By Jonah Krueger, Contributor
[Photo courtesy of Devin Peddle]
Chris Thile may very well be the most renowned, most popular living mandolin player. His fingerprints can be found on just about anything that gets tagged with the term “bluegrass,” and the tale of 5-year-old Thile first picking up the mandolin is now the stuff of legend. Yet, with everything under his belt from countless festival performances to numerous NPR’s Tiny Desk concerts to capturing the attention of 2.6 million people every week as the host to Live From Here, how does Thile avoid turning into the cliché of a bored mega-talent? Innovation—but in his own definition.
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Chris Thile is a household name in the worlds of blues, folk, bluegrass, classical, and jazz, but how in the world does he intend to innovate any further? As he would be the first to admit, his idea of breaking new ground is less about exploring the far corners of experimental music and more about improving the quality, structure, and meaning of his creations. “I want [my creative pursuits] to feel both unpredictable and inevitable,” Thile said about his current mindset.
Hilariously, he elucidated his idea of innovation using ketchup as a metaphor. In short, ketchup is a mass-produced, easy to consume product—a condiment that exists simply to satisfy an existing urge. He sees a majority of music the same way as some products that exist just to give people what they already like. Now, Thile does not intend to demean any artists or their work, as he exclaimed “I love ketchup!” in defense, but he just wants to hold himself to higher, more challenging standards. He wants to find an unknown urge, tap into it and give his listeners something they would have never thought to ask for.
He brings this innovative spirit into each aspect of his creative endeavors. His live shows blend canonical pieces from Bach, original compositions and popular music covers. As he plays, he seems to grow closer and closer to his instrument, almost as if his body could spontaneously fuse with the wood and strings of his mandolin at any moment. His other live act, Live From Here, is a weekly broadcast formally known as Prairie Home Companion, showcasing a combination of spoken word, comedy and performances from music idols like Paul Simon and independent up-and-comers such as Big Thief.
What’s clear is that this isn’t necessarily an attainable goal but rather an ongoing process. He is making every effort to continually challenge himself in areas both within and outside of his comfort zone. Live From Here—an opportunity to curate his interests stemming from a childhood practice of forcing his family to listen to what he dubbed “required listening time”—only increases in eccentricity with every episode, and his currently unreleased work notably includes a musical based on the invention of the telegraph.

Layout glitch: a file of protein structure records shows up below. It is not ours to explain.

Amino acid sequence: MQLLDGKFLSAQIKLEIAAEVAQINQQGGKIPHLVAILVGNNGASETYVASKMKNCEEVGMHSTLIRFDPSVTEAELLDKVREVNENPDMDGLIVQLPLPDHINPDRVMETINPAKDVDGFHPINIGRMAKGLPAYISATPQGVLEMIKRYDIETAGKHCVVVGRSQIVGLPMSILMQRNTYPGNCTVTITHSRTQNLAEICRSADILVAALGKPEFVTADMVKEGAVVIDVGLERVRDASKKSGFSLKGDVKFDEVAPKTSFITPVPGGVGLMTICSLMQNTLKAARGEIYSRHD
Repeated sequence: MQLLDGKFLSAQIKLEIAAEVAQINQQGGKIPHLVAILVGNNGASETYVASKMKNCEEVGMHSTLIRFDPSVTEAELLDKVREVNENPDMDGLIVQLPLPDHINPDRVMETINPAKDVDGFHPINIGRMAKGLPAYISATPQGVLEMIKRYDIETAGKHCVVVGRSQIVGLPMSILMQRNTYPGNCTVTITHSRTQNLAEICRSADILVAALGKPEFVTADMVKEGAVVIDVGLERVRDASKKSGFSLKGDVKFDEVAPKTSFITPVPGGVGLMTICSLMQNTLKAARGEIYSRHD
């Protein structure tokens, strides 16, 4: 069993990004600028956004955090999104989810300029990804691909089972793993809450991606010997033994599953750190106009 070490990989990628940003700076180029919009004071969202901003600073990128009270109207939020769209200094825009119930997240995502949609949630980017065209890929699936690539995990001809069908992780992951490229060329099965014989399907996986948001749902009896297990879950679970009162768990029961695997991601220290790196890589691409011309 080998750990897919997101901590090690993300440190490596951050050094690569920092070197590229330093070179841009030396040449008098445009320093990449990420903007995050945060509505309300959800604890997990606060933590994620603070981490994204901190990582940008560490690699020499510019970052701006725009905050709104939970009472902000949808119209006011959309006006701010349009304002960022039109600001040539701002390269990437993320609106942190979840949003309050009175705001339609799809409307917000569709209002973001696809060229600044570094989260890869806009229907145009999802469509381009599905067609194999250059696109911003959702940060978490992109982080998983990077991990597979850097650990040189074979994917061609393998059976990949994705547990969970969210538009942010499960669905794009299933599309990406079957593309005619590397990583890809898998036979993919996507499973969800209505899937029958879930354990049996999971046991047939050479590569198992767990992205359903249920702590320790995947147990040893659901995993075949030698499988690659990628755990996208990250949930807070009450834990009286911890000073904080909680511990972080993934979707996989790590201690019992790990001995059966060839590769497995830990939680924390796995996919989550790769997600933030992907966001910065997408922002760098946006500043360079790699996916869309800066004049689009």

Ohio University recently hosted a group conversation with Thile before his show on campus. During the discussion, he outlined his ketchup-music metaphor, mentioned the many challenges of writing fulfilling music and shared unfinished snippets from the aforementioned musical.
His manner of speech was unfailingly genuine, often getting so passionate about the topic at hand that it seemed like his chair would tip over at any moment from his excitement. However, no point was more emblematic of the themes of the conversation than when he was asked to specifically describe his creative process. Outside of backyard-BBQ analogies, what is a tangible example of what Thile would like to get across? How can an artist or listener identify the difference between a piece that scratches an existing itch and a yet-to-be found one?
While he clearly had an idea of how he wanted to answer, Thile admitted he was struggling to articulate how his philosophy becomes a finished product. After taking a beat to think, he decided to focus on just one simple but crucial aspect—a term he called “the musical gesture,” or a piece’s meaning and how the structure reveals and embodies the meaning. This isn’t suggesting every song on the radio to consist of modulation in every four bars and absurd jazz chords. Instead, it’s merely the relationship between the emotional and the technical aspects of writing.
“The purpose behind a piece of music should not be, for example, ‘I have a guitar, it goes loud, so I made loud guitar music.’ I mean, that’s not Nirvana,” he explained.
To further explore his point, he asked for a song that everyone participating in the conversation may know, of which he would give his “armchair analysis.” The song he analyzed from the comfort of his well-cushioned chair? Radiohead’s “Motion Picture Soundtrack.”
Thile once again picked up his mandolin and started to play the song. (Thile is no stranger to covering Radiohead, as he previously covered “True Love Waits” and “Jigsaw Falling Into Place” among others). As he sang the melody, he closed his eyes and leaned back. His passion and excitement couldn’t be more apparent, and as he finished, he quipped, “That just wants to make you cry.”
He elaborated on what he perceives to be the power of the piece—its build, restraint, and gratification. He even speculated that the tear-inducing, final melody was the first thing Radiohead frontman Thom Yorke had in mind when writing the tune and that he knew to withhold it for the climax rather than milk it for three or four choruses. This is what Thile is trying to do: practice grace, patience, and confidence in his abilities.
Thile, with all of his accomplishments and awards, continues to strive toward innovation at every available opportunity. His innovative flourishes in music, onstage antics, curation, and his aspirations are, in a sense, the same as what Radiohead’s “Motion Picture Soundtrack” reveals and embodies—an essence that feels unpredictable yet inevitable.